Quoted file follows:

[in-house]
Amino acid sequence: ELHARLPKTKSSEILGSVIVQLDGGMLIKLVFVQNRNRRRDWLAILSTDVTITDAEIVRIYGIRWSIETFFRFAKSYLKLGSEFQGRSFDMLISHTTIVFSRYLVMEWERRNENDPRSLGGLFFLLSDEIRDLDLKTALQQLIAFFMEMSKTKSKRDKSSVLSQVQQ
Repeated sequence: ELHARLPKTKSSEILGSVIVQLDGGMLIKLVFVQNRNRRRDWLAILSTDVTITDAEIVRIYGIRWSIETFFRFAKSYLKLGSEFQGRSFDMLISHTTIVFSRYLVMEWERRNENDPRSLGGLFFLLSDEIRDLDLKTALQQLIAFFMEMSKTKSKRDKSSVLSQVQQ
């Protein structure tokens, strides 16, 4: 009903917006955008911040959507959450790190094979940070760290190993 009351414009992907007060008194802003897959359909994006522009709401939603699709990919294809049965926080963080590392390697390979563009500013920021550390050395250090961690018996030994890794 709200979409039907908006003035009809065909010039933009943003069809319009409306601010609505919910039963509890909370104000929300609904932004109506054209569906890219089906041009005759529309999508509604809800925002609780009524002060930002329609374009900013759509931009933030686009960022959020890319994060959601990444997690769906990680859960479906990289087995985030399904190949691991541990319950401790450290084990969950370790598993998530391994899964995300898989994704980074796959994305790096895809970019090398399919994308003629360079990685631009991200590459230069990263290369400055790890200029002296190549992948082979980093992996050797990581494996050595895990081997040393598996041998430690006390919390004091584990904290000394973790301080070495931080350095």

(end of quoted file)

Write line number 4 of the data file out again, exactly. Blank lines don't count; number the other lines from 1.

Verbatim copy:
């Protein structure tokens, strides 16, 4: 009903917006955008911040959507959450790190094979940070760290190993 009351414009992907007060008194802003897959359909994006522009709401939603699709990919294809049965926080963080590392390697390979563009500013920021550390050395250090961690018996030994890794 709200979409039907908006003035009809065909010039933009943003069809319009409306601010609505919910039963509890909370104000929300609904932004109506054209569906890219089906041009005759529309999508509604809800925002609780009524002060930002329609374009900013759509931009933030686009960022959020890319994060959601990444997690769906990680859960479906990289087995985030399904190949691991541990319950401790450290084990969950370790598993998530391994899964995300898989994704980074796959994305790096895809970019090398399919994308003629360079990685631009991200590459230069990263290369400055790890200029002296190549992948082979980093992996050797990581494996050595895990081997040393598996041998430690006390919390004091584990904290000394973790301080070495931080350095």